By Charles Dubow
In the staggeringly competitive world of cookbook publishing—there were more than 21 million printed in the U.S. alone in 2020, according to the New York Times—you need more than good recipes (and a little bit of luck) to stand out. You need something else, some kind of gimmick or hook to appeal to the ever-growing legion of home cooks. For some it is name recognition—think Ina Garten or Daniel Boulud. For others it is a unique approach to food that may not have been previously explored. That is the route that Brian Levy has taken with the publication of his first cookbook, Good & Sweet.
Difficult as it might be to conceive of a method of cooking that hasn’t yet been trapped between a dust jacket—sous vide, Afro-Kosher, cannabis, plant-based meats, et. al.—Levy has had a remarkably smart and simple idea: Making desserts and baked goods without sugar.
Impossible, you say? Isn’t the whole point of these foods to provide us with a sugary high? No one gobbles down a glazed cruller for its health-giving properties, after all. Not so fast, says Levy. “You can still get the sweetness you crave. You just don’t need to use sugars to do it.”
He does it by choosing sweet alternative ingredients to more traditional products like refined sugar, honey, agave, and even maple syrup. “When you bite into a mango, you get this incredible natural sweetness, right? But it’s all contained in the fruit itself. You don’t need to add anything else to make it sweet. It not only tastes great, it’s also better for you.”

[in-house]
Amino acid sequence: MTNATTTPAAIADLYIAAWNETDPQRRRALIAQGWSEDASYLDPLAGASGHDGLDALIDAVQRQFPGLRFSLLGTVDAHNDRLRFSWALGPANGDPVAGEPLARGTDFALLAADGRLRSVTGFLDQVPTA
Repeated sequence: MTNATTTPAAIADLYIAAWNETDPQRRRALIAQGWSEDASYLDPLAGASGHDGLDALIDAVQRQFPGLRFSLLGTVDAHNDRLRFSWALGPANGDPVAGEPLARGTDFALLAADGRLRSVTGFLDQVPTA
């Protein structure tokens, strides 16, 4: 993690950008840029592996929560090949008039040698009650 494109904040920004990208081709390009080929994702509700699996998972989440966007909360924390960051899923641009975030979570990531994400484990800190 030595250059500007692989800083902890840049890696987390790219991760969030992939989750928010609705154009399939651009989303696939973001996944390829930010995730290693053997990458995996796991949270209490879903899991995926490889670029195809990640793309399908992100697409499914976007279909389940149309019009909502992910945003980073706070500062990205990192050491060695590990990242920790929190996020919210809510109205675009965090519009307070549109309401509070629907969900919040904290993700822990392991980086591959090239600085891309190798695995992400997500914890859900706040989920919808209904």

To achieve his sweetness goals he focuses on natural substitutes, such as fresh, juiced, and dried fruits, as well as freeze-dried corn, apple cider, coconut cream, and even miso paste. “It took me years to come up with the right ingredients. There was a lot of experimentation. I even used it as the basis for some of my food recipes that my mother made in the ‘70s.”
The results speak for themselves. Readers can find recipes for such goodies as Sticky Toffee Pudding, Chestnut Ricotta Ice Cream, Granola, and a Black and White Milkshake.
Levy is more than just a weekend dabbler. He spent years as a pastry chef at Babbo, where he was mentored by James Beard Award-winner Gina DePalma. “I wasn’t a big baker as a child,” he admits. “I did have a sweet tooth but I fell into cooking by accident. After I graduated from college I tried to get a job at Gourmet magazine. So I thought that maybe if I got a kitchen internship that would help my chances. I landed an unpaid gig at Babbo. After a couple of months one of the girls left and I was hired full-time.”
After that he worked as a private chef in Spain and France, and toyed with the idea of turning his recipes into a book. Then, during Covid, he got the opportunity. Now his book is coming out from Penguin Random House on July 22. That’s pretty sweet.
Celebrate the launch of local pastry cook Brian Levy’s debut cookbook, Good & Sweet, at House of Books on Saturday, July 30 at 6pm.